“They also claim that you don’t have to worry about it in terms of the environment,” Charlton added.

“Overture is the first supersonic airplane designed with a focus on sustainability from day one,” says Boom. “We are adapting the aircraft to accommodate 100 percent sustainable aviation fuel (SAF) and facilitate net-zero carbon operations.”

Boom said it aims to have the first Overture model ready by 2025 and achieve net zero greenhouse gas emissions by 2040.

No details on fares have been released, as each airline will determine the exact price of a flight on supersonic jets. But according to Boom, the company is designing the overture to “allow airlines to offer fares comparable to today’s business class.”

Newsweek Boom Supersonic was reached for comment.

Will Boom’s Overture Change Air Travel As We Know It?

“What we’ve got now is marketing and nothing else,” says Charlton.

“First of all, no aircraft on Earth is currently authorized to fly at Mach 1.7, although I think it’s only a matter of time.” Concorde flights had a maximum speed of over Mach 2.

“Secondly, all the SAFs (Sustainable Aviation Fuels) available in the world will only power Lufthansa for four days — so somehow Boom feels entitled to stand at the front of the line for SAF. Available,” he added.

“All over the world, especially in Europe, there are mandates coming in for airlines to use SAFs. So there’s going to be a lot of pressure on the SAFs market, which no one seems to have thought about. Everyone is just gloomily speculating that we will. All we want is SAF.”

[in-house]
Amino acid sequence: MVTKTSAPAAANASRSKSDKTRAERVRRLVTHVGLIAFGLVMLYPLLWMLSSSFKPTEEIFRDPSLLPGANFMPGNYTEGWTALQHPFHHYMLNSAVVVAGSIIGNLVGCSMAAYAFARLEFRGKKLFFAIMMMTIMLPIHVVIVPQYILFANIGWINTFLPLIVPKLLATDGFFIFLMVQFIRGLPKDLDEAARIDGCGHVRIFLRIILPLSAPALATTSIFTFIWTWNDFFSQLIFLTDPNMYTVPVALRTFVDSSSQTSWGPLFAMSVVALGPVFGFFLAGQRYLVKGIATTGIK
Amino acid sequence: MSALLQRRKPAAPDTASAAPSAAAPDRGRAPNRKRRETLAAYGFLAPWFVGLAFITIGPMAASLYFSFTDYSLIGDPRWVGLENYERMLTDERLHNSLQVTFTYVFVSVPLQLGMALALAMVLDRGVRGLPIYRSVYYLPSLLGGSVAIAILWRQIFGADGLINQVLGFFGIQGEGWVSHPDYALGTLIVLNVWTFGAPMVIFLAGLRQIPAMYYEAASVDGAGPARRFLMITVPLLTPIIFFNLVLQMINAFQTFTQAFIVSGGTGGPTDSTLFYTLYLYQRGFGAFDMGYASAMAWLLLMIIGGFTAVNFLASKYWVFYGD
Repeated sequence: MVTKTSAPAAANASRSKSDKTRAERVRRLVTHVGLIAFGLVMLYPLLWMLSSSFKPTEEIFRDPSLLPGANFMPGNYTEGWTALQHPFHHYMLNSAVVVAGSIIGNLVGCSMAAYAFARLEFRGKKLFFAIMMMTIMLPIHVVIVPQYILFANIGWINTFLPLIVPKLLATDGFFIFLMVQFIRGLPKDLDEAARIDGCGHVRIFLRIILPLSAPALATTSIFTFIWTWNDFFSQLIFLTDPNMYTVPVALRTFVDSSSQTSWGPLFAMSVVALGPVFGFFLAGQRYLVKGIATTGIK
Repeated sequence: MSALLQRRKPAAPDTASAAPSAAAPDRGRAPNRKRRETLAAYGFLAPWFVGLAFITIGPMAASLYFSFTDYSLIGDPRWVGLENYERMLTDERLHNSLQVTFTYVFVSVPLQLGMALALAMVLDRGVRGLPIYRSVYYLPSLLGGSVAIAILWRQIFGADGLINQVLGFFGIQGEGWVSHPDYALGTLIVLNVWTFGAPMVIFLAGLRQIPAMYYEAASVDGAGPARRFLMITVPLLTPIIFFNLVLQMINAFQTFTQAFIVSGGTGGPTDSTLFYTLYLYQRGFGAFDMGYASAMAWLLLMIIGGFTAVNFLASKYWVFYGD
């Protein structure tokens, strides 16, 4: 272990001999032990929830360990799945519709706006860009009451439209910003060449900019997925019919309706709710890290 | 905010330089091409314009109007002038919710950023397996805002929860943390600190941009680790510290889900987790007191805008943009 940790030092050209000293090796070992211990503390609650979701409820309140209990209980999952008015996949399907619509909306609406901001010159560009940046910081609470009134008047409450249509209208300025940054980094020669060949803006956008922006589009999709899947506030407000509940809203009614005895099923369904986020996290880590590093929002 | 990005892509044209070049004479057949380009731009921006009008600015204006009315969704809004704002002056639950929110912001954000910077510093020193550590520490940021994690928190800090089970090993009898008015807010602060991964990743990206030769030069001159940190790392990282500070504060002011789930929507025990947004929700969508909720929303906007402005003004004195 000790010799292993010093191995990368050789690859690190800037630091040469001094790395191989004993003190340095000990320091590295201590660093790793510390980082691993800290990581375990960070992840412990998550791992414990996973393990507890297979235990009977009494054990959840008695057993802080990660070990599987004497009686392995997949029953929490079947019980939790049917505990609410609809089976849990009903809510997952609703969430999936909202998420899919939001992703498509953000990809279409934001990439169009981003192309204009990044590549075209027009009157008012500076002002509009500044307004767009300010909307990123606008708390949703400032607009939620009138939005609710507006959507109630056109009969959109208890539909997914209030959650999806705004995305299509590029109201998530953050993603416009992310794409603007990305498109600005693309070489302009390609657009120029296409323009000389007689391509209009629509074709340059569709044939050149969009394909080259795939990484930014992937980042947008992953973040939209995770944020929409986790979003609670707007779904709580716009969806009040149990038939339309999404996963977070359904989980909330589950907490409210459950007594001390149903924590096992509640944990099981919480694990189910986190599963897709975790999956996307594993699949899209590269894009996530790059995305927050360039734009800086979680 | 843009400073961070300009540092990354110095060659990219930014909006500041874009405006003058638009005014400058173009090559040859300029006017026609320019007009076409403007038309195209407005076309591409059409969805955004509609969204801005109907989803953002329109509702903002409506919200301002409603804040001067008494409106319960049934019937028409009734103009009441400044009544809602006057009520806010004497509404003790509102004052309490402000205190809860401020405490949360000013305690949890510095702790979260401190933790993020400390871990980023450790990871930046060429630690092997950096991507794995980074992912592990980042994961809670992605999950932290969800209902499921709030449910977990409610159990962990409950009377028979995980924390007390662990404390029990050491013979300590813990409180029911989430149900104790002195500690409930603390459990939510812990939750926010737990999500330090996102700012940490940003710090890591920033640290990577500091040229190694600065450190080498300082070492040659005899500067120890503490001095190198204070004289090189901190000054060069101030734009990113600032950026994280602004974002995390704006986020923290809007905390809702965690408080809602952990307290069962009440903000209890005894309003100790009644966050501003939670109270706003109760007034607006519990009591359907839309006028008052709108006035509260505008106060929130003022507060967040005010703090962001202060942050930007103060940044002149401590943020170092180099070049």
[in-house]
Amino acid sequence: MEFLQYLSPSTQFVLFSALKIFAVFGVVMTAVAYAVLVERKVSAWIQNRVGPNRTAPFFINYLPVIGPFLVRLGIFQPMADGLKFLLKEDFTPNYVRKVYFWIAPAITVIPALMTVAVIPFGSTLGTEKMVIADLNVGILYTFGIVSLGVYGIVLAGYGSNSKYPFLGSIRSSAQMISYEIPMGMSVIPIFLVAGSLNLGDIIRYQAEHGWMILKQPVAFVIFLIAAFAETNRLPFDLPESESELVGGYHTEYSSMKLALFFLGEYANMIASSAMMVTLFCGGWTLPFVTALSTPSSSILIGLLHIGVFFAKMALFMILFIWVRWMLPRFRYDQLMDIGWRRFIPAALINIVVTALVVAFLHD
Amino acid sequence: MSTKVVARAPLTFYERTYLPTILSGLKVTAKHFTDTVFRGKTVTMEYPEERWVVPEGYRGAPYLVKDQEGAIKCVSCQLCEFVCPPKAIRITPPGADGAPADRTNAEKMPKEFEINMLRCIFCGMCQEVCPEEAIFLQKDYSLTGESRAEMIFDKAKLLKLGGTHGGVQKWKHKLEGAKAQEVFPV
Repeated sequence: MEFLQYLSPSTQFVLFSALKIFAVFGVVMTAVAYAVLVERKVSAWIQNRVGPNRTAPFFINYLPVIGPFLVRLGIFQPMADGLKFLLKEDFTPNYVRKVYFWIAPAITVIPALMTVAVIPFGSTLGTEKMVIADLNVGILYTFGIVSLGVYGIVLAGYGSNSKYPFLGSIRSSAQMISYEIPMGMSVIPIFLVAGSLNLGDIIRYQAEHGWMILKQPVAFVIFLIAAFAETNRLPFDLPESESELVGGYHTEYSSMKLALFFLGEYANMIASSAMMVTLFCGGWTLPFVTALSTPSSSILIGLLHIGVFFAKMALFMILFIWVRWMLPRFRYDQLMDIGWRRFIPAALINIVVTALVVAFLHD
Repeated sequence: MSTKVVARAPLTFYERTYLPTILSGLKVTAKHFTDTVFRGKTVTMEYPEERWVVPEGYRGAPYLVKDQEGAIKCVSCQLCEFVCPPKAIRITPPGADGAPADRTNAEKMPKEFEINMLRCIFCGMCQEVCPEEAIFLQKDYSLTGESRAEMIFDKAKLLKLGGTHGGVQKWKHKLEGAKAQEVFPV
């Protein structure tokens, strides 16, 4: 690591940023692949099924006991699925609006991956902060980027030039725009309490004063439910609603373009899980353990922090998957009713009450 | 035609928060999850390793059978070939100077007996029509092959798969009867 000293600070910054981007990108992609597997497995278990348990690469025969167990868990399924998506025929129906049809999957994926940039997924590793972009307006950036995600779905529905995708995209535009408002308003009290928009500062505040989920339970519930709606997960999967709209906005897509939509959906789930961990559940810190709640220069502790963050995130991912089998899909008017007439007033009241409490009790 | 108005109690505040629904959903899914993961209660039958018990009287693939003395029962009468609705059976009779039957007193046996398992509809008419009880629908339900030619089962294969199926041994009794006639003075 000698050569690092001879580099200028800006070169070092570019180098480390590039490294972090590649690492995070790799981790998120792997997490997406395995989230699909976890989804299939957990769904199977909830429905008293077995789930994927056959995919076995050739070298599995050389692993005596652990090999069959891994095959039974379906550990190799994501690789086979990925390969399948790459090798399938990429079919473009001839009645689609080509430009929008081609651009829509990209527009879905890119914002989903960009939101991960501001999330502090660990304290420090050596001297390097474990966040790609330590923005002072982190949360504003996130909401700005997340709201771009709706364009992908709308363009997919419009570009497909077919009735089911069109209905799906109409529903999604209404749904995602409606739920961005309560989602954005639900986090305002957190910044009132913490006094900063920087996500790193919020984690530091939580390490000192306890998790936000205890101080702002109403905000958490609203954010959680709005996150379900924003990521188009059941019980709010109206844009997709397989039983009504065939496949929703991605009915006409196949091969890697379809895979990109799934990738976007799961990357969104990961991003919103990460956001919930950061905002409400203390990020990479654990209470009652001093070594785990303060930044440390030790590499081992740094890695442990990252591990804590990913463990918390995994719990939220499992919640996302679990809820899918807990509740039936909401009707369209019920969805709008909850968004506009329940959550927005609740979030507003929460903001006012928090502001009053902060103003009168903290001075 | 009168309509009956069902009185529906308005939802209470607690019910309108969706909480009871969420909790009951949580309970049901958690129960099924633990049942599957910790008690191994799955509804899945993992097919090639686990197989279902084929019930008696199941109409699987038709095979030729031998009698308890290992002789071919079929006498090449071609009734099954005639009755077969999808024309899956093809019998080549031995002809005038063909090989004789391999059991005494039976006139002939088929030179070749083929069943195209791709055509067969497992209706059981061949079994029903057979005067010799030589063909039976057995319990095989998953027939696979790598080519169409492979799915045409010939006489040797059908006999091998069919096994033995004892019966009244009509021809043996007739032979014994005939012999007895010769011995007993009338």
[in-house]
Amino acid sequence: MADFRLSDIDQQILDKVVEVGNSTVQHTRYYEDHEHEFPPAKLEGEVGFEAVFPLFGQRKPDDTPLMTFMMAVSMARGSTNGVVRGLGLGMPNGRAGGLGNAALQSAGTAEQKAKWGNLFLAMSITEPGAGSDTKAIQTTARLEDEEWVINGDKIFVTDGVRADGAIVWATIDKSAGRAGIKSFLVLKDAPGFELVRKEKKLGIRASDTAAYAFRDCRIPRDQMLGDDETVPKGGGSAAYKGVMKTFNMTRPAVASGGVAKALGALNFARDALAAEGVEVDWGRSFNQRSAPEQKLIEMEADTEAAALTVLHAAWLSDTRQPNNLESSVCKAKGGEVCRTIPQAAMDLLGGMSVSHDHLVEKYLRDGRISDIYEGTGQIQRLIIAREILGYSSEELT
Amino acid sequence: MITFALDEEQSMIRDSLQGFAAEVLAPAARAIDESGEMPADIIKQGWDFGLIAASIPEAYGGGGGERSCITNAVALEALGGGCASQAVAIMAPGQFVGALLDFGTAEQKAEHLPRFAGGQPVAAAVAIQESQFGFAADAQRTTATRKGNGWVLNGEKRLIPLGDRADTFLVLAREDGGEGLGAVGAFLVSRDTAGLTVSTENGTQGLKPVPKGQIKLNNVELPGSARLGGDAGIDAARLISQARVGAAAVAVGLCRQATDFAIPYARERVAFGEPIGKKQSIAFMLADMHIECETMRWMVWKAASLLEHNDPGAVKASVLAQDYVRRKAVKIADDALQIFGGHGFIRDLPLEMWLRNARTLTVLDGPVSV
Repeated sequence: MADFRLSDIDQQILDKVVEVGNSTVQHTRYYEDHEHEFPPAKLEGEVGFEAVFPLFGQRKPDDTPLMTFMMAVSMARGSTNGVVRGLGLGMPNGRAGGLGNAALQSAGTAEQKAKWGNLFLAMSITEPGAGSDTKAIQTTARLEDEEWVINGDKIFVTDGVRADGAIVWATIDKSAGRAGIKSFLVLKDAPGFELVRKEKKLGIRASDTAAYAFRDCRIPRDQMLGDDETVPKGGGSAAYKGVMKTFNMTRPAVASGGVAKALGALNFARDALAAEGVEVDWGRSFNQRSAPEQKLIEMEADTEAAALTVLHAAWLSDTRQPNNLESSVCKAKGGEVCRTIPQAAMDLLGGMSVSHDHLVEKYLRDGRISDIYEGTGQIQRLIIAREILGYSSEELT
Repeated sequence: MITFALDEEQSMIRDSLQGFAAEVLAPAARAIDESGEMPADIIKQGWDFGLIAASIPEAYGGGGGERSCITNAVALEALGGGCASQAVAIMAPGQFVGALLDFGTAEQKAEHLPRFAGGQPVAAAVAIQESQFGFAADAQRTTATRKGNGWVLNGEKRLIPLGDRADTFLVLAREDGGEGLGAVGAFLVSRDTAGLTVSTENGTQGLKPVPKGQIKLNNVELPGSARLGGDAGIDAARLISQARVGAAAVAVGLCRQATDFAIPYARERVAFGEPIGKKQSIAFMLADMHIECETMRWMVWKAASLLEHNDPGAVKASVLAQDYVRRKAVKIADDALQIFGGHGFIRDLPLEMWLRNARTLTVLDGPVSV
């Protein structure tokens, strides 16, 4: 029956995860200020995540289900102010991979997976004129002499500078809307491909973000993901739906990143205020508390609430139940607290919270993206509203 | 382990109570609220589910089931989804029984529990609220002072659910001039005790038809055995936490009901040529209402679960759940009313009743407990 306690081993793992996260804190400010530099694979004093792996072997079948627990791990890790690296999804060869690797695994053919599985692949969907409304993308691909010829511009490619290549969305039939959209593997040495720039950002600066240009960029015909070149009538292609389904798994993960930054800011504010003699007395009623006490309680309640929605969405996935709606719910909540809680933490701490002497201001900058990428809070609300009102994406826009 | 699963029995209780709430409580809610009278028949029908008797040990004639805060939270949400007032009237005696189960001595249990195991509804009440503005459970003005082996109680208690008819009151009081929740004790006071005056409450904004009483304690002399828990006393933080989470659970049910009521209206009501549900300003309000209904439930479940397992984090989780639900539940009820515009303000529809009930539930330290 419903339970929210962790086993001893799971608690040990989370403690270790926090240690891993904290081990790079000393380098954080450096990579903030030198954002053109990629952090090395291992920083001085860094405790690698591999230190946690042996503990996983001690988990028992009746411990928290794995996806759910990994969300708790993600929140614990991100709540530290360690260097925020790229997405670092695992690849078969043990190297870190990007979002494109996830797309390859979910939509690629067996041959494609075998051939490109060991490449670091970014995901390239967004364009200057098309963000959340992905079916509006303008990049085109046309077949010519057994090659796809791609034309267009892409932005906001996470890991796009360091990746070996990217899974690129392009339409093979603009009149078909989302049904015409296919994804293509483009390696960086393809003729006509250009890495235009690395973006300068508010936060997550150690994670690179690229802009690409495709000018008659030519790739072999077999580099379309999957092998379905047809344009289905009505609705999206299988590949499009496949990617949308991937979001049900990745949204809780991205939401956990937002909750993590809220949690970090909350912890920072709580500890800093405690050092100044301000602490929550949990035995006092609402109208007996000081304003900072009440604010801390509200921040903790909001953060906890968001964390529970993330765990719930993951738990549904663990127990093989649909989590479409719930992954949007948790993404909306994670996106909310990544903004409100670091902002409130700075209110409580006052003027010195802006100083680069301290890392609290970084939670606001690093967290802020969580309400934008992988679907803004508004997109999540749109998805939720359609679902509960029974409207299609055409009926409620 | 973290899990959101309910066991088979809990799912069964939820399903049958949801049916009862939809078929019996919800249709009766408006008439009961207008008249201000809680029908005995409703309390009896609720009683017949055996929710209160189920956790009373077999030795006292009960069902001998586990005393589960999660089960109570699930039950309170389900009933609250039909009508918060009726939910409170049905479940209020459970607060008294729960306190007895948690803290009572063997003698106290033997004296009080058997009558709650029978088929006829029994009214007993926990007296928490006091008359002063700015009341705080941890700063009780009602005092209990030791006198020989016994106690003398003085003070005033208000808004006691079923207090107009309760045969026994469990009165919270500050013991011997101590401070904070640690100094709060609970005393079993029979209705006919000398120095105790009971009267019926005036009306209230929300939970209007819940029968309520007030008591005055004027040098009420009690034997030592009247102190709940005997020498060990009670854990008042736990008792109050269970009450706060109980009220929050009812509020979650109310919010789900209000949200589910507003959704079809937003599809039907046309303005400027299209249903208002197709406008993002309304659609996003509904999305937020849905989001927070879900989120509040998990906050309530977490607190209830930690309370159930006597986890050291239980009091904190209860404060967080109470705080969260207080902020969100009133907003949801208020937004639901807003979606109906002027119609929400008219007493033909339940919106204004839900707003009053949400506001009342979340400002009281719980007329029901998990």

Charlton also said that Boom’s overtures do not have an engine manufacturer working on the four engines that are designed to power the jets. “They don’t even have the engine manufacturer signed up,” he said. “Rolls-Royce spent some time working with them trying to develop stuff, but they’ve gone away now.”

Newsweek Boom asked to confirm this statement.

Even if those open questions are resolved, Charlton doesn’t think the new jets will revolutionize air travel as a whole.

“This will be the icing on the cake,” he said. “It’s not going to change aviation as we know it. It’s aimed at a very small segment of the market. If every person in the world took a supersonic plane for the business cabin, it could change aviation, but I don’t think that’s what’s going to happen, because I think The cost would be too prohibitive.”

But Charlton’s skepticism is not shared by many in the aviation industry – especially those investing in new jets.

“Looking to the future, supersonic travel will be an important part of our ability to deliver for our customers,” said Derek Kerr, American’s chief financial officer.

“We’re excited about how Boom will shape the future of travel for our company and our customers.”

In response to Kerr’s enthusiasm, Boom Chief Executive Blake Scholl said: “We are proud to share our vision of a more connected and sustainable world with American Airlines.”

“We believe Overture can help American deepen its competitive advantage in network, loyalty and overall airline preference through paradigm-shifting benefits that cut travel times in half.”